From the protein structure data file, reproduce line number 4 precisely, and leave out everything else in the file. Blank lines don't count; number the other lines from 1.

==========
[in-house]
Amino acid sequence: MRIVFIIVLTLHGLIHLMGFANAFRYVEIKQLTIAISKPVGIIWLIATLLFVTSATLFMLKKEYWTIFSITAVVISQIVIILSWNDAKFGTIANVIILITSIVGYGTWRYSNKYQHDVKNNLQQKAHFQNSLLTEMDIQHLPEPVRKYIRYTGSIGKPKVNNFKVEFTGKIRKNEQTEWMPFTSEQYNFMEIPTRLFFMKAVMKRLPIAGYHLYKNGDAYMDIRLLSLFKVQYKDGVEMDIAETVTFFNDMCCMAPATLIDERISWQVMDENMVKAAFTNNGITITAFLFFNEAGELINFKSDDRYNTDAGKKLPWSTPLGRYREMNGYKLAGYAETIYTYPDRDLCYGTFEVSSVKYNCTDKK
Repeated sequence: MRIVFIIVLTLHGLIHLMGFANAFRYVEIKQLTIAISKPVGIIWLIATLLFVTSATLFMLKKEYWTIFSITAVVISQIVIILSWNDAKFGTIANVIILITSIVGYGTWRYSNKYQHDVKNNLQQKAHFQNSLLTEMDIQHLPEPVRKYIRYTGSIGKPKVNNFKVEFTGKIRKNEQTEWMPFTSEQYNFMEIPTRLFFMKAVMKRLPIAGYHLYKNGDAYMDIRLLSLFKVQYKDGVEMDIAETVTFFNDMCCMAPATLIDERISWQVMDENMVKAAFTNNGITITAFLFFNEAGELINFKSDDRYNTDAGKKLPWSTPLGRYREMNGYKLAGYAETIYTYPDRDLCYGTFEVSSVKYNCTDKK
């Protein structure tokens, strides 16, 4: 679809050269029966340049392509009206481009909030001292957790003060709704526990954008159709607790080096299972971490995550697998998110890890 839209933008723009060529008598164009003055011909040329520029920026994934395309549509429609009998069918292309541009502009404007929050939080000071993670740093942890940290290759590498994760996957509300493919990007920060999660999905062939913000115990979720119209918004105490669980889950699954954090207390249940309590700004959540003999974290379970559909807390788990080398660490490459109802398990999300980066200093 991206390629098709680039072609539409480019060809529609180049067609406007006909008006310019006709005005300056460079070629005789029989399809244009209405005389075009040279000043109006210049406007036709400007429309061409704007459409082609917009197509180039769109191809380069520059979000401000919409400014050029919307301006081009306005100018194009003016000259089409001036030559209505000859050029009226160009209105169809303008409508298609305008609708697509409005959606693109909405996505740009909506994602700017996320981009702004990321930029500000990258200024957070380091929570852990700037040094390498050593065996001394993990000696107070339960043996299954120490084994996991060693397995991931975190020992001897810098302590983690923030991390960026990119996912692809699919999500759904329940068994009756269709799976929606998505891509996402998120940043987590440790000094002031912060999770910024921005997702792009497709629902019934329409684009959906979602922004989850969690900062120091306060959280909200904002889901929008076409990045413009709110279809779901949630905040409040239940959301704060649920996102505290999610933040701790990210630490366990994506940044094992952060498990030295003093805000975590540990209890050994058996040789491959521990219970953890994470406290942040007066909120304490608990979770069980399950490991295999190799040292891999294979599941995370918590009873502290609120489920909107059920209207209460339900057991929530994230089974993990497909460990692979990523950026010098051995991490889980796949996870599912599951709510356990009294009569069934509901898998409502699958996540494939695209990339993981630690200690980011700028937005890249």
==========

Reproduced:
């Protein structure tokens, strides 16, 4: 679809050269029966340049392509009206481009909030001292957790003060709704526990954008159709607790080096299972971490995550697998998110890890 839209933008723009060529008598164009003055011909040329520029920026994934395309549509429609009998069918292309541009502009404007929050939080000071993670740093942890940290290759590498994760996957509300493919990007920060999660999905062939913000115990979720119209918004105490669980889950699954954090207390249940309590700004959540003999974290379970559909807390788990080398660490490459109802398990999300980066200093 991206390629098709680039072609539409480019060809529609180049067609406007006909008006310019006709005005300056460079070629005789029989399809244009209405005389075009040279000043109006210049406007036709400007429309061409704007459409082609917009197509180039769109191809380069520059979000401000919409400014050029919307301006081009306005100018194009003016000259089409001036030559209505000859050029009226160009209105169809303008409508298609305008609708697509409005959606693109909405996505740009909506994602700017996320981009702004990321930029500000990258200024957070380091929570852990700037040094390498050593065996001394993990000696107070339960043996299954120490084994996991060693397995991931975190020992001897810098302590983690923030991390960026990119996912692809699919999500759904329940068994009756269709799976929606998505891509996402998120940043987590440790000094002031912060999770910024921005997702792009497709629902019934329409684009959906979602922004989850969690900062120091306060959280909200904002889901929008076409990045413009709110279809779901949630905040409040239940959301704060649920996102505290999610933040701790990210630490366990994506940044094992952060498990030295003093805000975590540990209890050994058996040789491959521990219970953890994470406290942040007066909120304490608990979770069980399950490991295999190799040292891999294979599941995370918590009873502290609120489920909107059920209207209460339900057991929530994230089974993990497909460990692979990523950026010098051995991490889980796949996870599912599951709510356990009294009569069934509901898998409502699958996540494939695209990339993981630690200690980011700028937005890249």